Why Reinvent The Wheel?

Simplicity 1882

Whenever I pull on my double gauze Tantalising Tulips dress I think, Dang! This is a nice dress. I really need to sew another one. Then I saw this cotton sateen selling for £3 a metre from The Man Outside Sainsburys. Can you believe I nearly walked away from it? Thank goodness I came to my senses and bought a couple of metres.

Simplicity 1882 Collage

I then hit a weekend where I had no plans and the need to distract myself with some meditative sewing. The Simplicity 1882 ticked several boxes:

  • I’d sewn it twice before.
  • Which meant all fitting issues had already been addressed.
  • It didn’t need lining.
  • I loved it!

So, with no need to make a toile, I plunged straight in. This is such a sweet pattern. The several pattern pieces break up a heavy print. It has a sweet collar and bow and – if I’d bought more than two metres of fabric – really excellent pockets. But two metres wasn’t quite enough, and even with some fabric and pattern jigsaw manoeuvres, I couldn’t squeeze pockets out of this make.

Simplicity Hem

It’s worth taking the time to hand sew your hems. Hand stitches sink into this cotton sateen, hiding from view. Cotton sateen is an extraordinarily forgiving fabric that is easy to work with, can be tossed into the washing machine and has that bit of stretch that makes life more comfortable. It also has great density of colour and is pretty affordable.

Simplicity 1882 William Morris Gallery

Every step of the way on this dress I kept thinking, Something’s going to trip me up. I waited for something to go wrong. It never happened. The zip went in first time. There were no problems with fitting. I didn’t even have to rip out a sleeve! I felt as though this dress was telling me something.

Well, one thing it did tell me is that if you have a pattern you like, that fits well and you know how to sew – why waste time reinventing the wheel? At least now I know how Dolly Clackett knocks out a dress in a weekend, often returning to well-loved patterns. There are no flies on that woman. She knows what she likes and she likes what she sews. Not a bad recipe for life.

Simplicity 1882 close up

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Lisa Comfort’s Sew Over It Vintage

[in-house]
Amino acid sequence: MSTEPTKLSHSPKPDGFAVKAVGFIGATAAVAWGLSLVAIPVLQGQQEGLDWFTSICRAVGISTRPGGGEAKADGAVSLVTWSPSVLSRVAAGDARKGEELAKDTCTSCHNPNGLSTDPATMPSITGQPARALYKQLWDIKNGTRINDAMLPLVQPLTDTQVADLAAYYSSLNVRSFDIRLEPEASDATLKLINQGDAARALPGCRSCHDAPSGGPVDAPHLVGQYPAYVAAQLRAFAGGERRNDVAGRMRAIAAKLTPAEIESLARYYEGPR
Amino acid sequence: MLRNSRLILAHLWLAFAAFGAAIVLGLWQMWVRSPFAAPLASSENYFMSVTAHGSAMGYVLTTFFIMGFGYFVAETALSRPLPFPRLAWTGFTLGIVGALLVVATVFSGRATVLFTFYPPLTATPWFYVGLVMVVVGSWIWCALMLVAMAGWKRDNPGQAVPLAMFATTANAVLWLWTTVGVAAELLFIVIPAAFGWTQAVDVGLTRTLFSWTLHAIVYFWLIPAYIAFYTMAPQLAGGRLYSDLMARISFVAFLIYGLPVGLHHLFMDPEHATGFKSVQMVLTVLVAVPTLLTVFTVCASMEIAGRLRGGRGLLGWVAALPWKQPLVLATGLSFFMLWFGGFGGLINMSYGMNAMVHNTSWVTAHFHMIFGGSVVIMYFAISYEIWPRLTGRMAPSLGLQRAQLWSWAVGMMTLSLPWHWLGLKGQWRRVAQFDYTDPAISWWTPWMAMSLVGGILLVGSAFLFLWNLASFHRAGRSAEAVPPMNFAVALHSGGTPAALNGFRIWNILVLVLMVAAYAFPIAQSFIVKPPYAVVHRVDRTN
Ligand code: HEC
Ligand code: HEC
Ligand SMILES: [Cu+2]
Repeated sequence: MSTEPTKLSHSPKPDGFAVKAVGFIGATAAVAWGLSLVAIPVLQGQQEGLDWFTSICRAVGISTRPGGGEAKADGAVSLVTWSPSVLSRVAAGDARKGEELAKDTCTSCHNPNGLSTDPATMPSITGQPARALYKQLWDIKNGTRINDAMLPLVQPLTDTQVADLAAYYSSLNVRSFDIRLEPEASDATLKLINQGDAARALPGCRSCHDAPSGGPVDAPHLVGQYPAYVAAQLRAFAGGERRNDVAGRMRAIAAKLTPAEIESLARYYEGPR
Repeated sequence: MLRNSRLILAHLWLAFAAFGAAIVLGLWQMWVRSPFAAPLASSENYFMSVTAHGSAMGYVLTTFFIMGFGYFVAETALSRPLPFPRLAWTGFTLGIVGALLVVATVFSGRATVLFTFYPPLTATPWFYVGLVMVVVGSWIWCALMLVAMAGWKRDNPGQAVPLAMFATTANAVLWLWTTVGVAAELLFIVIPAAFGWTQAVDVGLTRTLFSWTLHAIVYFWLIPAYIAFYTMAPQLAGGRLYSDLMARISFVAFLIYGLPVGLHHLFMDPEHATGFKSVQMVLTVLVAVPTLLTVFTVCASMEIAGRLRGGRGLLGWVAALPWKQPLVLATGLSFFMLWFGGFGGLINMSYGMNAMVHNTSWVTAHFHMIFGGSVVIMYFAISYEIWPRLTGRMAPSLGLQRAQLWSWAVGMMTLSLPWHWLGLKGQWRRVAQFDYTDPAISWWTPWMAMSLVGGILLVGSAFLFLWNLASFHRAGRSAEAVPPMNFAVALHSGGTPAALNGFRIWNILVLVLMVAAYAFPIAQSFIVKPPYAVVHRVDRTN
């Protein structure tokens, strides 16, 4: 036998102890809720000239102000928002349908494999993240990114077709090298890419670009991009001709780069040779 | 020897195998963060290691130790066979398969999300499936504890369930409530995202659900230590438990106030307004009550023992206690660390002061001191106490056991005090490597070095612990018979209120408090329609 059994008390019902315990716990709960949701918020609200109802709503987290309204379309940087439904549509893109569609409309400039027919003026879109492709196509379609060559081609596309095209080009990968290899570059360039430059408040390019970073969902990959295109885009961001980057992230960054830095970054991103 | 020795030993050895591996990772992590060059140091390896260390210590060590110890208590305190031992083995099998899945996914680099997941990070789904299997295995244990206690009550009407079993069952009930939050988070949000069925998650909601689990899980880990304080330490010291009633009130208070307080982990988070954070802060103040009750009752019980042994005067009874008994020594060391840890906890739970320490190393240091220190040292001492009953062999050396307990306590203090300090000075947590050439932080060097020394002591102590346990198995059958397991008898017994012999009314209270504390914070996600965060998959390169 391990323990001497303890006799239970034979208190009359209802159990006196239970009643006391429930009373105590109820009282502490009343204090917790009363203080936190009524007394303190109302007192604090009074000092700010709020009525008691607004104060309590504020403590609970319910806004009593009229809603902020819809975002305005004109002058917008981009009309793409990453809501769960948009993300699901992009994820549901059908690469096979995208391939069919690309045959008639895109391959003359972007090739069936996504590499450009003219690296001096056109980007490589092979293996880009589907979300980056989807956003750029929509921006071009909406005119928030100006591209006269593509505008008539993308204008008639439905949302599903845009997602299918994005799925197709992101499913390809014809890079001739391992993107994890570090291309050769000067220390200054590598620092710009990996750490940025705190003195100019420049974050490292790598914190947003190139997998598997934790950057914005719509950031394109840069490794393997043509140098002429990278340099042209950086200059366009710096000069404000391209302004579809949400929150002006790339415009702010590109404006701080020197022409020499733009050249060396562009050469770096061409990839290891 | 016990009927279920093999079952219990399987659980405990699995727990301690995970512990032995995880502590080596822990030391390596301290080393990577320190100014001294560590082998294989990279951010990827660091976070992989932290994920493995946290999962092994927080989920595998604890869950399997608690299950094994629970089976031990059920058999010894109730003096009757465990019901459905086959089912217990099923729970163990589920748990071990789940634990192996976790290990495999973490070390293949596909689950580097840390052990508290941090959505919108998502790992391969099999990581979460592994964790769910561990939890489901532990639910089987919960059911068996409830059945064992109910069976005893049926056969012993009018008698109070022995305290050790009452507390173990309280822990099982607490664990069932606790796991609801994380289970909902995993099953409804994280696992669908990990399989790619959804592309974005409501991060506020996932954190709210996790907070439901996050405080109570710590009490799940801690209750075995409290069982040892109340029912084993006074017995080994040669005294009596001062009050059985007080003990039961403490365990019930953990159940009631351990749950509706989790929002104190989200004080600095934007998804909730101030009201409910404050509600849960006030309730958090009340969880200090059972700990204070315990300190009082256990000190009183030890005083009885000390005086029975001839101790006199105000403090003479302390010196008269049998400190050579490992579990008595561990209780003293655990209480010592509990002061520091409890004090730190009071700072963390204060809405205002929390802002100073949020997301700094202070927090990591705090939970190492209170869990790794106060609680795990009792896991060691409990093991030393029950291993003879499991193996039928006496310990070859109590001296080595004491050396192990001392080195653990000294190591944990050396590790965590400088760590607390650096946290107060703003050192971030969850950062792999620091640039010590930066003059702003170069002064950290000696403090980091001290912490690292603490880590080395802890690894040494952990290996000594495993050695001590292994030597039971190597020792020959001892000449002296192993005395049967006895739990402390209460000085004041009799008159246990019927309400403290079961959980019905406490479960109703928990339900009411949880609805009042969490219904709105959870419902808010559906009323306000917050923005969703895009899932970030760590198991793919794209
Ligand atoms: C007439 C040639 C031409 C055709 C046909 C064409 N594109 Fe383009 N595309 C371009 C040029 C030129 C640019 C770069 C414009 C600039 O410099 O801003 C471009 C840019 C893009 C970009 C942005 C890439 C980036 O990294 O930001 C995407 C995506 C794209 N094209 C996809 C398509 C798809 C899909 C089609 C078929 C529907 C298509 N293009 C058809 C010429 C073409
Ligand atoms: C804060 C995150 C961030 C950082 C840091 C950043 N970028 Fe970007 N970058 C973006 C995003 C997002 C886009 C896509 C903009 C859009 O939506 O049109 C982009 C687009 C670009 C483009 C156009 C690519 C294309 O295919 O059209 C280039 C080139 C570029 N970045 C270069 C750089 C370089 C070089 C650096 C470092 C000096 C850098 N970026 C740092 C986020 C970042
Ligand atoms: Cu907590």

Sew Over It Vintage

It’s no secret that I’ve become a big Sew Over It fan over recent months. This is almost entirely down to the opening of Lisa’s second shop in Islington. Her launch venue in Brixton was a long way from where I live, but Islington is a hop, skip and jump down the road.

Suddenly I was able to pop in, take lessons, admire Lisa’s fabric curating, see dresses on mannequins … and buy patterns. Since then I’ve made four Pussy Bow Blouses, three (or is it four?) pairs of Ultimate Trousers, a lace dress – and I’ve just invested in the new Vintage Shirt Dress pattern because I’ve seen it in the shop and it’s awesome.

That’s a really long way of saying that I expect more of the same from Lisa’s latest book! This is a master business woman, a work horse, a vlogger… She isn’t going to deliver anything shoddy between hard covers, is she?

I’ve mentioned my fatigue with beginner-friendly sewing books. What I like about Sew Over It Vintage is that the reader is asked to draft their own bodice block and from there … draft their own pattern pieces! This is a bit mind blowing for me and very empowering. Could I … I mean, but I don’t know how to … hold on you’re telling me … it’s what? It’s not that hard?! Throw down the mantle, Lisa. I might just pick it up.

Especially when I see some of the gorgeous styling in this book. Box pleat skirt, anyone?

Box Pleat Skirt Sew Over It

There’s a cowl dress I also want to try, and this 1920s inspired top – gosh, I love the 1920s. The ‘vintage’ title reflects the fashion-through-the-decades approach. (Personally, I’m sad that the 1980s don’t feature. Where is my pattern for Madonna’s Like A Prayer dress, Lisa?!)